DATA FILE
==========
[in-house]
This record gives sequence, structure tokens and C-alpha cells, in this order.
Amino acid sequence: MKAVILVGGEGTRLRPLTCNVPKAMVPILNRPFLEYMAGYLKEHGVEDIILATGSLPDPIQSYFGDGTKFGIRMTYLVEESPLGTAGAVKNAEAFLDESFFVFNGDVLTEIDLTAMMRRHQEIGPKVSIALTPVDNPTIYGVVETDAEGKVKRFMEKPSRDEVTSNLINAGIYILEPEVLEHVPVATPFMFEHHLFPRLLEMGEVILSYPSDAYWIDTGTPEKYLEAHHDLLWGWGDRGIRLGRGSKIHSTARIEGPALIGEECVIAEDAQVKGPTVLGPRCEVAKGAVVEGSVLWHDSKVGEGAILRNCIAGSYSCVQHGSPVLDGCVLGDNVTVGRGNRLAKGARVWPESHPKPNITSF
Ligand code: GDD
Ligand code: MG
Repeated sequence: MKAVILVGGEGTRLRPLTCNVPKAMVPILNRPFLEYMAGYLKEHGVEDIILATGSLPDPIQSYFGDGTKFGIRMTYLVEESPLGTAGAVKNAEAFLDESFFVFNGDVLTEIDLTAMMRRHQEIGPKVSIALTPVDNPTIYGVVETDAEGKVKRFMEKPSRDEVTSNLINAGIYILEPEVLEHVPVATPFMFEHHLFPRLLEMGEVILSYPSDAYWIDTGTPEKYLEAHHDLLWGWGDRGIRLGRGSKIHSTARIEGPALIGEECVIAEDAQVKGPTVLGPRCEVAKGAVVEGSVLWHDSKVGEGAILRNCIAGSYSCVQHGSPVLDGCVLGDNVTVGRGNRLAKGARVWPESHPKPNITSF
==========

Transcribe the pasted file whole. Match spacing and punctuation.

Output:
[in-house]
This record gives sequence, structure tokens and C-alpha cells, in this order.
Amino acid sequence: MKAVILVGGEGTRLRPLTCNVPKAMVPILNRPFLEYMAGYLKEHGVEDIILATGSLPDPIQSYFGDGTKFGIRMTYLVEESPLGTAGAVKNAEAFLDESFFVFNGDVLTEIDLTAMMRRHQEIGPKVSIALTPVDNPTIYGVVETDAEGKVKRFMEKPSRDEVTSNLINAGIYILEPEVLEHVPVATPFMFEHHLFPRLLEMGEVILSYPSDAYWIDTGTPEKYLEAHHDLLWGWGDRGIRLGRGSKIHSTARIEGPALIGEECVIAEDAQVKGPTVLGPRCEVAKGAVVEGSVLWHDSKVGEGAILRNCIAGSYSCVQHGSPVLDGCVLGDNVTVGRGNRLAKGARVWPESHPKPNITSF
Ligand code: GDD
Ligand code: MG
Repeated sequence: MKAVILVGGEGTRLRPLTCNVPKAMVPILNRPFLEYMAGYLKEHGVEDIILATGSLPDPIQSYFGDGTKFGIRMTYLVEESPLGTAGAVKNAEAFLDESFFVFNGDVLTEIDLTAMMRRHQEIGPKVSIALTPVDNPTIYGVVETDAEGKVKRFMEKPSRDEVTSNLINAGIYILEPEVLEHVPVATPFMFEHHLFPRLLEMGEVILSYPSDAYWIDTGTPEKYLEAHHDLLWGWGDRGIRLGRGSKIHSTARIEGPALIGEECVIAEDAQVKGPTVLGPRCEVAKGAVVEGSVLWHDSKVGEGAILRNCIAGSYSCVQHGSPVLDGCVLGDNVTVGRGNRLAKGARVWPESHPKPNITSF